Lineman shops sub-contract for utility hazardous duty work, and use inside wiring travelers as groundmen to jackhammer & dig 10ft holes for power poles.

If groundmen, in Basic military style training, don't like digging thru rock, mud, & clay, working during lighting storms to repair downed poles, or won't be recruited, lineman shops won't keep them around.

Traveled 600 miles for work at a lineman shop after inside wiring apprenticeship was terminated. Enjoyed digging & jack hammering, but freaked out when lighting flashed overhead. Supervisors told me if lighting hit close enogh no one survives on the ground or on the poles.
 

Coppersmith

Senior Member
Location
Tampa, FL, USA
Occupation
Electrical Contractor
Since recruiting is tougher, IBEW lineman shops go straight to double time after hours, pay full days for working half, and sometimes feed people after work, among other things that inside shops will never provide.

The saturation of Inside wiring applicants makes them bottom feeders of the IBEW.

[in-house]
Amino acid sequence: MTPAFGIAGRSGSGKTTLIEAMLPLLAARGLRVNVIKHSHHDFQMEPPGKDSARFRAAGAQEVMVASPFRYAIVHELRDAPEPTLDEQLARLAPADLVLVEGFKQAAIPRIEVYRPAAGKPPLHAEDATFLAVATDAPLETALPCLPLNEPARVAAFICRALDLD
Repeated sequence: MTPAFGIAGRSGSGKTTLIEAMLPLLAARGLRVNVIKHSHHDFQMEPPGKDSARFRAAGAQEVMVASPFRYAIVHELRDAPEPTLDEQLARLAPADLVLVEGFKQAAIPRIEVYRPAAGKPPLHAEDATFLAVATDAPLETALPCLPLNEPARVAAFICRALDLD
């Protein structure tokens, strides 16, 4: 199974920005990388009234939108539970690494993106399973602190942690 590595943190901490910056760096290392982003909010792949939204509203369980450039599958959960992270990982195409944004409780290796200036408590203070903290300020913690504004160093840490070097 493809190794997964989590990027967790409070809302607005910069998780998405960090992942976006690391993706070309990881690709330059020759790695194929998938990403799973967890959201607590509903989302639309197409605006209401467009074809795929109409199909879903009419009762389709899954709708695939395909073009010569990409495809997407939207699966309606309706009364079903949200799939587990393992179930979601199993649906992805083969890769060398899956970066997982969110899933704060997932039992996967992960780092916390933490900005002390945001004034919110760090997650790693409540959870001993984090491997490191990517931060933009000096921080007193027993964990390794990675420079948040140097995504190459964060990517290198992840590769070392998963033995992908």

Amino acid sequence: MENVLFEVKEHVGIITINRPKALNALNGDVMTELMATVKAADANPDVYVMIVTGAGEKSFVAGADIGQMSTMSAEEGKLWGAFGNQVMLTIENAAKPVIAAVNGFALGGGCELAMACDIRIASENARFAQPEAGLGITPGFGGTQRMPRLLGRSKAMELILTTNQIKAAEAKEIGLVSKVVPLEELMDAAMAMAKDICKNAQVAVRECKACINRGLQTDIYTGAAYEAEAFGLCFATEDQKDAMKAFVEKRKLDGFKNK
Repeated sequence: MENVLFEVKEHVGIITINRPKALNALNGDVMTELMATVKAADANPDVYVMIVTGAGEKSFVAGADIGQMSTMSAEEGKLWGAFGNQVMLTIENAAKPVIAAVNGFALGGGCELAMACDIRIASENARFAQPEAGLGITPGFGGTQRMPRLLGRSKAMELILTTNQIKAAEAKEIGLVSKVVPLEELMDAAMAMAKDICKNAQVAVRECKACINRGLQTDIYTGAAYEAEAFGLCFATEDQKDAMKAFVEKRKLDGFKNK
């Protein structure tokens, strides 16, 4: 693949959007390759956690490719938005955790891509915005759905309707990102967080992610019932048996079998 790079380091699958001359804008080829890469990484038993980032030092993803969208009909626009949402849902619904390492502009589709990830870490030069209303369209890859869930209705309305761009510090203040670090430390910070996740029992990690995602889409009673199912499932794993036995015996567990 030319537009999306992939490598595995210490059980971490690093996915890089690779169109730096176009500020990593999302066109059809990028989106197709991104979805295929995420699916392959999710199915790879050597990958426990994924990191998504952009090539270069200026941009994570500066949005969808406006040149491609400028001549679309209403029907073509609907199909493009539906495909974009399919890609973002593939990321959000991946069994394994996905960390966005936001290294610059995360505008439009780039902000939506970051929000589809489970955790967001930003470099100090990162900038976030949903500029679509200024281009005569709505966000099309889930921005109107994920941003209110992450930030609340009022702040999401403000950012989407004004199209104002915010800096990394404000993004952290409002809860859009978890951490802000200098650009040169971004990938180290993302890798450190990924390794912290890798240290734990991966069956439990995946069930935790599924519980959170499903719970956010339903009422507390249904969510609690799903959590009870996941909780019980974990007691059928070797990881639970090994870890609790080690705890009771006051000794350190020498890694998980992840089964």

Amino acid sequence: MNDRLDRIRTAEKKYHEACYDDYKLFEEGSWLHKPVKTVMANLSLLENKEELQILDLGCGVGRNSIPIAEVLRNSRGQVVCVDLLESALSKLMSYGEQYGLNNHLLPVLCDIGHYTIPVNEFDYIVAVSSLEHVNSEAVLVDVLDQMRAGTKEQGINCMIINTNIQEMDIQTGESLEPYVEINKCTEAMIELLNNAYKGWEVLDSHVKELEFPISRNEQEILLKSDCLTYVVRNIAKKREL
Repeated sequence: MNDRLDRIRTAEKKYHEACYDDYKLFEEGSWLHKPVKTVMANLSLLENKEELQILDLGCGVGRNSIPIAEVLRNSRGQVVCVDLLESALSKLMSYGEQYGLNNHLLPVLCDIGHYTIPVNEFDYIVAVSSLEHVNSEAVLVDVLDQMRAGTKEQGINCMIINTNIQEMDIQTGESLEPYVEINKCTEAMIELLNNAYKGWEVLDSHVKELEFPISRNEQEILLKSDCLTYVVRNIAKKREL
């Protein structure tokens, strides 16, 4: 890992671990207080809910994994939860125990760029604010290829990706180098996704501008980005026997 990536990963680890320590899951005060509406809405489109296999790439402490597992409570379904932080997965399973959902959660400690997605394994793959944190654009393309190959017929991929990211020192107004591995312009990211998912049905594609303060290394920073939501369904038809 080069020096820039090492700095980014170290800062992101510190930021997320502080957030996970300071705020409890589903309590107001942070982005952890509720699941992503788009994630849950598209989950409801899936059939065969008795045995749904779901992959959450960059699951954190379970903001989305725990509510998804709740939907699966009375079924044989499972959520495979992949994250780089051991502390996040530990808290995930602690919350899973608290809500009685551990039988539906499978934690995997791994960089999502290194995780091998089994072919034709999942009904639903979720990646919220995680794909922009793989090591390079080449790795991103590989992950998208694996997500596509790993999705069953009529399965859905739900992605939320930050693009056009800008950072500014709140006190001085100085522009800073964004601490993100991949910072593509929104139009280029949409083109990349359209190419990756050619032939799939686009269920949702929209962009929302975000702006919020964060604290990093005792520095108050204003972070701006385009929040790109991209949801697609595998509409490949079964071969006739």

Lineman shops sub-contract for utility hazardous duty work, and use inside wiring travelers as groundmen to jackhammer & dig 10ft holes for power poles.

If groundmen, in Basic military style training, don't like digging thru rock, mud, & clay, working during lighting storms to repair downed poles, or won't be recruited, lineman shops won't keep them around.

Traveled 600 miles for work at a lineman shop after inside wiring apprenticeship was terminated. Enjoyed digging & jack hammering, but freaked out when lighting flashed overhead. Supervisors told me if lighting hit close enogh no one survives on the ground or on the poles.
I worked a large job that was mostly travelers in NC putting in a large solar installation. It was a job for inside wiremen but they were running short of men and had some linemen available so they sent them out. They were a rowdy bunch. Not used to working on the ground I guess. They did the pole digging mostly.

I'd never be a linemen. I think those people are crazy. My job can be dangerous. Theirs seems many times as dangerous.